back to news and reviews

Posted by

The name Shand has become synonymous with high quality, handbuilt steel frames. The introduction of the Stoater FT (fat tyre) frame seems to have sparked a massive interest amongst the bikepacking community … so I thought I’d see if Steven Shand would put his welding torch down for half an hour and answer some questions for us. I’m glad to say he did!

1/ Do you remember the first frame you built?

Sort of. I’m a pretty impatient person and I once did a personality test that described me as ‘not a good finisher’. When I was building my first ever frame I was probably only 30% done and already thinking about how it could be better and how I could be better at building it. As a result my focus dropped and if I’m honest, I’m not sure the first frame I started ever got finished. This was a pattern to be repeated for a good couple of years and I suspect in the early days, only about half the frames I started were ever finished. I do remember the first bike I built that was entirely my own design and was a result of my own experience in riding and was designed from the ground up to meet my own personal needs. In fact that frame is hanging up in the corner of our workshop right now. I can trace our most popular bike, the Stoater, right back to that frame.       

2/ Certain sectors of the bike industry seem to have a compulsion to continually change standards, bottom brackets, head tubes, etc. Do you believe any of them are actually beneficial to the bike buying public?

It’s easy to be an old crusty curmudgeon and moan about all these new ‘advances’ so I need to be careful here. There are certain things that are clearly driven by the need to streamline manufacturing processes and as a manufacturer myself, I can understand the desire for that. If it helps to bring down costs and doesn’t negatively impact on a bicycle design then I can sort of live with it. If you’re asking me if oversized BB shells make a bike better then no, I don’t believe they do. I would go as far as to say that particular ‘advancement’ has meant less choice for the public as the big brands battle it out over the ‘best’ standard.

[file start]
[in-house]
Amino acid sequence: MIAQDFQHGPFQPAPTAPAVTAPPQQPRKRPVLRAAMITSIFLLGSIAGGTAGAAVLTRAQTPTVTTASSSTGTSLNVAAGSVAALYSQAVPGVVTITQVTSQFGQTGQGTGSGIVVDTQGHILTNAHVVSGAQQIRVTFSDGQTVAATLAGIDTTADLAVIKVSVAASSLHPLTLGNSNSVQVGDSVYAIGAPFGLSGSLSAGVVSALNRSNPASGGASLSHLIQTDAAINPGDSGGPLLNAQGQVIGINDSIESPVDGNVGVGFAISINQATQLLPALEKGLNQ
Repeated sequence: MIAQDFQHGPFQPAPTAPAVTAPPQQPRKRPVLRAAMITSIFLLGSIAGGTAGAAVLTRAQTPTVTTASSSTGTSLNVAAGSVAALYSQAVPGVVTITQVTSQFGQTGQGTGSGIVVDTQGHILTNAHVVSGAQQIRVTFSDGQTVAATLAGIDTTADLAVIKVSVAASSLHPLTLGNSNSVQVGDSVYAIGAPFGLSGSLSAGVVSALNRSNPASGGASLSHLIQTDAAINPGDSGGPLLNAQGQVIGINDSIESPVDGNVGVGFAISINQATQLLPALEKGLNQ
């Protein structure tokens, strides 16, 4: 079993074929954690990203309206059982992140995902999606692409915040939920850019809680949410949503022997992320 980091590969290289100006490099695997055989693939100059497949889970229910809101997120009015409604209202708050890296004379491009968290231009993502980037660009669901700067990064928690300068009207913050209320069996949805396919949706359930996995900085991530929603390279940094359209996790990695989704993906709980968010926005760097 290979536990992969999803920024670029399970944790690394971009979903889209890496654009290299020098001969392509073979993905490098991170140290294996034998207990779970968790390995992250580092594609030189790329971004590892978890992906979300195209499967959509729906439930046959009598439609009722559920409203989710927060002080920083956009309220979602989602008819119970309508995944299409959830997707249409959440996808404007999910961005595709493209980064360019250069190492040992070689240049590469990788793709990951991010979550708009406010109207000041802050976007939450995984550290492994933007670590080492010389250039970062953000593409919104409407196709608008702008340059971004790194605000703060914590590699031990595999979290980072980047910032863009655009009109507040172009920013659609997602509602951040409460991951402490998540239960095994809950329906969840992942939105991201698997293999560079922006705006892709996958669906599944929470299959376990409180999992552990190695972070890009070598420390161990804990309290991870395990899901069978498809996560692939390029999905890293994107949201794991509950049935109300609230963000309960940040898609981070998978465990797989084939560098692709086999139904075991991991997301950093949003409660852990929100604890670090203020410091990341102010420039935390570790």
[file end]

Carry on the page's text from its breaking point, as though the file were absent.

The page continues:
There’s certain things I don’t really understand and have given up trying to. Take tapered fork steerers for example. You have a fork that could be 500mm+ long, on the end is a wheel held together by a bunch of spokes and on the end of that you have a rubber tyre full of air at 50psi. Now someone’s decided that the fork isn’t stiff enough and that the best candidate for improvement is the 150mm long steerer that’s supported by bearings at both ends? Really?? And it just so happens that in order to take advantage of this you need either a new frame, a new fork or probably both.     
My final point on this is that while the engineering principals governing some of the latest changes are perfectly sound, the implementation is often poor. External bearing bottom brackets are a prime example here. If you move the bearings further apart and make them bigger, It doesn’t take a genius to work out that that is ‘a good thing’. But why don’t bottom brackets last as long as they used to? Because they’re mostly put together with shitty parts to hit a price point. The consumer thinks they’re getting a better product because of the advances in technology but they’re not reaping the benefits they should be. Up until about 2 years ago I was running a square taper WTB GreaseGuard bottom bracket in one of my bikes. It was running as smoothly when I removed it as it was when I first installed it in a bike 20 years ago. Why did I remove it? Because I needed a new crank and couldn’t get what I needed in square taper anymore 🙂   

3/ Have you ever had any really strange requests … for a frame, not personally?

Yes. Not so much anymore, but when I was working on my own in my dark little workshop a few years before we moved to where we are now, I’d get odd requests fairly often. I think it’s that ‘man in a shed’ syndrome that a lot of fabricators in the UK get labelled with that encourages these things. In the past I’ve built dog racing sleds, unicycles and a turning point in my career was building a tandem, folding, recumbent trike! That was the last odd request I agreed to.
4/ Did you design the Stoater FT because it’s a bike you’d want to ride yourself?

Kind of. Our standard Stoater is designed round a max of about 45mm tyres and we were told often that it would be ideal if it could take proper mountain bike tyres, so we designed something with that brief and I think it worked out pretty well. It was certainly driven by the type of riding I’m into. But one of the key principals at Shand is that we only build bikes that we’d ride and can understand. We need to feel comfortable with what we’re doing and we need to relate to the customer. We’ve been asked for track bikes in the past for example but none of us have experience in that field and I think we’d be lacking in credibility to just build one and say it’s great without any real personal experience. However, if we can partner with someone who can bring that experience to the process, then we will. And in fact we have a track bike project on the go at the moment but it’s a joint venture with someone else (who really does know what he’s doing!) and won’t be sold as a Shand.